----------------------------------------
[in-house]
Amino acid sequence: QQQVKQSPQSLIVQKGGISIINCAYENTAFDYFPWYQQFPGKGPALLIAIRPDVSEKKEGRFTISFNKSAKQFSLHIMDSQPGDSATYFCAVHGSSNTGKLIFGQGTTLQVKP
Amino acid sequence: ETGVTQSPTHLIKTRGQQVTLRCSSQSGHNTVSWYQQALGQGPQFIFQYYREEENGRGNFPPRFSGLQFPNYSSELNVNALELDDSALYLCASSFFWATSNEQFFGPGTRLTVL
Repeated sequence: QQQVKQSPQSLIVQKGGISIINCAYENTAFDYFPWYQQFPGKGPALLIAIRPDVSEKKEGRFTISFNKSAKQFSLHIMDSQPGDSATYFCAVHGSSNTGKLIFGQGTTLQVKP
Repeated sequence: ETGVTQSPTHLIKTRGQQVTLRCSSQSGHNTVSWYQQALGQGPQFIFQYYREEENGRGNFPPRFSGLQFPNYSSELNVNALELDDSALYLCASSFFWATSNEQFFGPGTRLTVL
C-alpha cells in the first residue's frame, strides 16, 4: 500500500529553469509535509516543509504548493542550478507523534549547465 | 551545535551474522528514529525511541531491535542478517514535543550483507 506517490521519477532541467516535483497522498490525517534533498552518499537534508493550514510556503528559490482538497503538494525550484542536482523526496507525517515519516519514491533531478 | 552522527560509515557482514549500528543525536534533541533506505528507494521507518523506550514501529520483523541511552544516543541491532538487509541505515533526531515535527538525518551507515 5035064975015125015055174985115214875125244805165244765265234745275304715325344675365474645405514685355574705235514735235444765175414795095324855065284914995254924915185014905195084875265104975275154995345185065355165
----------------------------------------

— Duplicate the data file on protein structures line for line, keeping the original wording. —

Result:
[in-house]
Amino acid sequence: QQQVKQSPQSLIVQKGGISIINCAYENTAFDYFPWYQQFPGKGPALLIAIRPDVSEKKEGRFTISFNKSAKQFSLHIMDSQPGDSATYFCAVHGSSNTGKLIFGQGTTLQVKP
Amino acid sequence: ETGVTQSPTHLIKTRGQQVTLRCSSQSGHNTVSWYQQALGQGPQFIFQYYREEENGRGNFPPRFSGLQFPNYSSELNVNALELDDSALYLCASSFFWATSNEQFFGPGTRLTVL
Repeated sequence: QQQVKQSPQSLIVQKGGISIINCAYENTAFDYFPWYQQFPGKGPALLIAIRPDVSEKKEGRFTISFNKSAKQFSLHIMDSQPGDSATYFCAVHGSSNTGKLIFGQGTTLQVKP
Repeated sequence: ETGVTQSPTHLIKTRGQQVTLRCSSQSGHNTVSWYQQALGQGPQFIFQYYREEENGRGNFPPRFSGLQFPNYSSELNVNALELDDSALYLCASSFFWATSNEQFFGPGTRLTVL
C-alpha cells in the first residue's frame, strides 16, 4: 500500500529553469509535509516543509504548493542550478507523534549547465 | 551545535551474522528514529525511541531491535542478517514535543550483507 506517490521519477532541467516535483497522498490525517534533498552518499537534508493550514510556503528559490482538497503538494525550484542536482523526496507525517515519516519514491533531478 | 552522527560509515557482514549500528543525536534533541533506505528507494521507518523506550514501529520483523541511552544516543541491532538487509541505515533526531515535527538525518551507515 5035064975015125015055174985115214875125244805165244765265234745275304715325344675365474645405514685355574705235514735235444765175414795095324855065284914995254924915185014905195084875265104975275154995345185065355165